In Buffalo the Rainbow Peacekeepers successfully organized LGBT people, straight supporters, bar patrons, and pro-choice activists to defend LGBT bars and other spaces from right-wing attacks using tactics of mass mobilization used in previous abortion clinic defenses without relying on the police.

She believed in an inclusive definition of transgenderism and in alliances between all oppressed groups. Feinberg was active in the National Writers Union and Pride at Work, an LGBT group within the AFL-CIO national union federation.

Cover Image: Beacon Press

Cover Image: Beacon Press

In 1997 Feinberg published Transgender Warriors: Making History from Joan of Arc to Dennis Rodman, a survey of transgender people throughout history. In 1999 Feinberg published Trans Liberation, a collection of her speeches on transgender liberation and its connection to other struggles. In 2006 she published a second work of fiction, Drag King Dreams, about a New York butch lesbian and her world of the mid-2000s. Feinberg’s books won many awards including the Lambda Literary Award and the American Library Association Gay and Lesbian Book Award.

Feinberg met her partner, Minnie Bruce Pratt, in 1992 at a slideshow in Washington, D.C., outlining her transgender research. Pratt is an activist and poet who teaches at the University of Syracuse. For legal protection they had a civil union, a domestic partnership, and married twice, in Massachusetts, and in New York State in 2011. She often said that she felt the state had no right to determine who were or were not her loved ones.

Feinberg identified herself as “stone butch,” a masculine lesbian. She was both gay and trans and combined LGBT and feminist activism. According to a November 17th article in The Advocate, Feinberg preferred to use the pronouns zie (she) and hir (her) for herself. But she also said, “I care which pronoun is used, but people have been disrespectful to me with the right pronoun and respectful with the wrong one. It matters whether someone is using the pronoun as a bigot, or if they are trying to demonstrate respect.”

She attributed her catastrophic health crisis to “bigotry, prejudice and lack of science” — active prejudice toward her transgender identity that made access to health care exceedingly difficult, and lack of science in limits placed by mainstream medical authorities on information, treatment, and research about Lyme and its co-infections. She blogged online about these issues in “Casualty of an Undeclared War.”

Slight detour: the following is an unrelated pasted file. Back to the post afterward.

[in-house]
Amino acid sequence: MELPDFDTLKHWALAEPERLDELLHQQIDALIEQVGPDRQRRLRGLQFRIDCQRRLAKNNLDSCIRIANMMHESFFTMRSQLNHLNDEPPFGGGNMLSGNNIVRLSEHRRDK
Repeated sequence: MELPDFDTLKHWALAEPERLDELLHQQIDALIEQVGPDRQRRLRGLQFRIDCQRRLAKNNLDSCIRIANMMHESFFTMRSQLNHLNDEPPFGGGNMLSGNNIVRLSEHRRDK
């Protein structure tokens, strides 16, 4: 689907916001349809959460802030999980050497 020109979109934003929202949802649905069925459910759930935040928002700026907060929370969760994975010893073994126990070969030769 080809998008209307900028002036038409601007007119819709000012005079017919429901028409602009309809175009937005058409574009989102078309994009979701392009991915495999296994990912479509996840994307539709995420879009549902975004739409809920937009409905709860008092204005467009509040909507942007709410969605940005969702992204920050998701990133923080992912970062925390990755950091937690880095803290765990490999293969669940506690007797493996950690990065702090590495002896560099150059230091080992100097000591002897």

Feinberg struggled with illness over many years. Feinberg was infected with Lyme disease and other tick borne infections in the early 1970s when little was known about these diseases. She wasn’t diagnosed until 2007 and received treatment for these diseases only since then. She felt that earlier she had been denied proper medical care because of prejudice toward transgendered people as well as ignorance which had inhibited our understanding of Lyme and similar diseases.

During periods when she could not read, write, or talk because of illness, Feinberg worked on a highly regarded photographic documentary of her Hawley-Green neighborhood in Syracuse shot entirely through her apartment windows which she posted online at Flickr.

Feinberg was very active in the CeCe McDonald solidarity campaign. CeCe McDonald is a young African-American transgendered student who, in a plea bargain, was initially sentenced to 41 months in a male prison after defending herself from an attack by a neo-Nazi in Minneapolis in 2012. Feinberg had planned to release documentation of the grassroots campaign to free CeCe called, “This Is What Solidarity Looks Like” along with free access to a 20th anniversary version of Stone Butch Blues. Friends and comrades of Leslie are working are working to continue Feinberg’s project and to put her final writing and art online at Lesliefeinberg.net.

We must honor Leslie’s lifelong contributions to social justice by fighting for the socialist society she always fought for – a society based on equality, diversity, mutual respect, and cooperation.